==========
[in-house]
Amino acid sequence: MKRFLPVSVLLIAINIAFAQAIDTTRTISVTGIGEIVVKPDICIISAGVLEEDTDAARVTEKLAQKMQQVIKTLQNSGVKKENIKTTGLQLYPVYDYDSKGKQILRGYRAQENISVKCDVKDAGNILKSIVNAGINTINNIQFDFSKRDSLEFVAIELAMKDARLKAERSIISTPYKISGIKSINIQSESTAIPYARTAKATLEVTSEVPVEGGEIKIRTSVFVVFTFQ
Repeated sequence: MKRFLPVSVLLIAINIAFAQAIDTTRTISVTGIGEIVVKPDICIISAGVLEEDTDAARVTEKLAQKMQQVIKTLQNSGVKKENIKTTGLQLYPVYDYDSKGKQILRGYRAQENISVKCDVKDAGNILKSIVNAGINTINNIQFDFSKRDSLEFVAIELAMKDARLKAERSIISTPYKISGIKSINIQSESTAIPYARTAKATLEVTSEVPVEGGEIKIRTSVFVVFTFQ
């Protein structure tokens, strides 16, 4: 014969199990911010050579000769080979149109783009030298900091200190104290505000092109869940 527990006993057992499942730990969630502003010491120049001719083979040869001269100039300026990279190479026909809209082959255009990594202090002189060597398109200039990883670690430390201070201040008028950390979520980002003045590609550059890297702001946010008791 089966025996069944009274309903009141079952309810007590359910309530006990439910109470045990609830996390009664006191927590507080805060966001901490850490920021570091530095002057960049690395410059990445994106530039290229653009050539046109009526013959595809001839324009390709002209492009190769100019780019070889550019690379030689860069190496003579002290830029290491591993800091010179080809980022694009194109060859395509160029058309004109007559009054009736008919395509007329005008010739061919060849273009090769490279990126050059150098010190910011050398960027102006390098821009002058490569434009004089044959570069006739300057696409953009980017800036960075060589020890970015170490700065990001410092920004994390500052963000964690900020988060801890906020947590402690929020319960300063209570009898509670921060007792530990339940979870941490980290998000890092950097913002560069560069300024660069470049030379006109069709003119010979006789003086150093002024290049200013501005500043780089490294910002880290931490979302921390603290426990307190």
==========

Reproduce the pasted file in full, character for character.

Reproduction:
[in-house]
Amino acid sequence: MKRFLPVSVLLIAINIAFAQAIDTTRTISVTGIGEIVVKPDICIISAGVLEEDTDAARVTEKLAQKMQQVIKTLQNSGVKKENIKTTGLQLYPVYDYDSKGKQILRGYRAQENISVKCDVKDAGNILKSIVNAGINTINNIQFDFSKRDSLEFVAIELAMKDARLKAERSIISTPYKISGIKSINIQSESTAIPYARTAKATLEVTSEVPVEGGEIKIRTSVFVVFTFQ
Repeated sequence: MKRFLPVSVLLIAINIAFAQAIDTTRTISVTGIGEIVVKPDICIISAGVLEEDTDAARVTEKLAQKMQQVIKTLQNSGVKKENIKTTGLQLYPVYDYDSKGKQILRGYRAQENISVKCDVKDAGNILKSIVNAGINTINNIQFDFSKRDSLEFVAIELAMKDARLKAERSIISTPYKISGIKSINIQSESTAIPYARTAKATLEVTSEVPVEGGEIKIRTSVFVVFTFQ
């Protein structure tokens, strides 16, 4: 014969199990911010050579000769080979149109783009030298900091200190104290505000092109869940 527990006993057992499942730990969630502003010491120049001719083979040869001269100039300026990279190479026909809209082959255009990594202090002189060597398109200039990883670690430390201070201040008028950390979520980002003045590609550059890297702001946010008791 089966025996069944009274309903009141079952309810007590359910309530006990439910109470045990609830996390009664006191927590507080805060966001901490850490920021570091530095002057960049690395410059990445994106530039290229653009050539046109009526013959595809001839324009390709002209492009190769100019780019070889550019690379030689860069190496003579002290830029290491591993800091010179080809980022694009194109060859395509160029058309004109007559009054009736008919395509007329005008010739061919060849273009090769490279990126050059150098010190910011050398960027102006390098821009002058490569434009004089044959570069006739300057696409953009980017800036960075060589020890970015170490700065990001410092920004994390500052963000964690900020988060801890906020947590402690929020319960300063209570009898509670921060007792530990339940979870941490980290998000890092950097913002560069560069300024660069470049030379006109069709003119010979006789003086150093002024290049200013501005500043780089490294910002880290931490979302921390603290426990307190």